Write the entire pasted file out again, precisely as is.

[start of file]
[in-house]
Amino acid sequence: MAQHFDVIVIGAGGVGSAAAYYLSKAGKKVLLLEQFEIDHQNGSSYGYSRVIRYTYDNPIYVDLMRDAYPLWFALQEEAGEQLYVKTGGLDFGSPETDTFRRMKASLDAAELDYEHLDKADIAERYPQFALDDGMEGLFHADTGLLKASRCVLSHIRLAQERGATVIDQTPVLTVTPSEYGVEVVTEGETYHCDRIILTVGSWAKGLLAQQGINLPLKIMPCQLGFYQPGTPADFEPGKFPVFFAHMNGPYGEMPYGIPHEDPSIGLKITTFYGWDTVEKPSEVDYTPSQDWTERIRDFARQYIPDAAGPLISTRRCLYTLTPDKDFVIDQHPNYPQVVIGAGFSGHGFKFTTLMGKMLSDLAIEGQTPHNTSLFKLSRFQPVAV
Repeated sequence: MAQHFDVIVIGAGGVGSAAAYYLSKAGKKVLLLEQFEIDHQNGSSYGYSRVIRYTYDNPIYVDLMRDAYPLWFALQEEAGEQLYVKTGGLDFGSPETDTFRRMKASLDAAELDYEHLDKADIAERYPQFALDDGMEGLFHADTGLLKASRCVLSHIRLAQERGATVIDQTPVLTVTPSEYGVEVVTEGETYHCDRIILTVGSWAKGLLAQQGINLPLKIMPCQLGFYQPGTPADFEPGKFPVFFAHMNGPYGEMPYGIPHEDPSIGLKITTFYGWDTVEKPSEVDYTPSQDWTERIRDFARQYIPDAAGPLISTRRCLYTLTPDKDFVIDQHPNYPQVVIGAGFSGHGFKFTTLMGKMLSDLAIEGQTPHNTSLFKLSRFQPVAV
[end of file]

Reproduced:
[in-house]
Amino acid sequence: MAQHFDVIVIGAGGVGSAAAYYLSKAGKKVLLLEQFEIDHQNGSSYGYSRVIRYTYDNPIYVDLMRDAYPLWFALQEEAGEQLYVKTGGLDFGSPETDTFRRMKASLDAAELDYEHLDKADIAERYPQFALDDGMEGLFHADTGLLKASRCVLSHIRLAQERGATVIDQTPVLTVTPSEYGVEVVTEGETYHCDRIILTVGSWAKGLLAQQGINLPLKIMPCQLGFYQPGTPADFEPGKFPVFFAHMNGPYGEMPYGIPHEDPSIGLKITTFYGWDTVEKPSEVDYTPSQDWTERIRDFARQYIPDAAGPLISTRRCLYTLTPDKDFVIDQHPNYPQVVIGAGFSGHGFKFTTLMGKMLSDLAIEGQTPHNTSLFKLSRFQPVAV
Repeated sequence: MAQHFDVIVIGAGGVGSAAAYYLSKAGKKVLLLEQFEIDHQNGSSYGYSRVIRYTYDNPIYVDLMRDAYPLWFALQEEAGEQLYVKTGGLDFGSPETDTFRRMKASLDAAELDYEHLDKADIAERYPQFALDDGMEGLFHADTGLLKASRCVLSHIRLAQERGATVIDQTPVLTVTPSEYGVEVVTEGETYHCDRIILTVGSWAKGLLAQQGINLPLKIMPCQLGFYQPGTPADFEPGKFPVFFAHMNGPYGEMPYGIPHEDPSIGLKITTFYGWDTVEKPSEVDYTPSQDWTERIRDFARQYIPDAAGPLISTRRCLYTLTPDKDFVIDQHPNYPQVVIGAGFSGHGFKFTTLMGKMLSDLAIEGQTPHNTSLFKLSRFQPVAV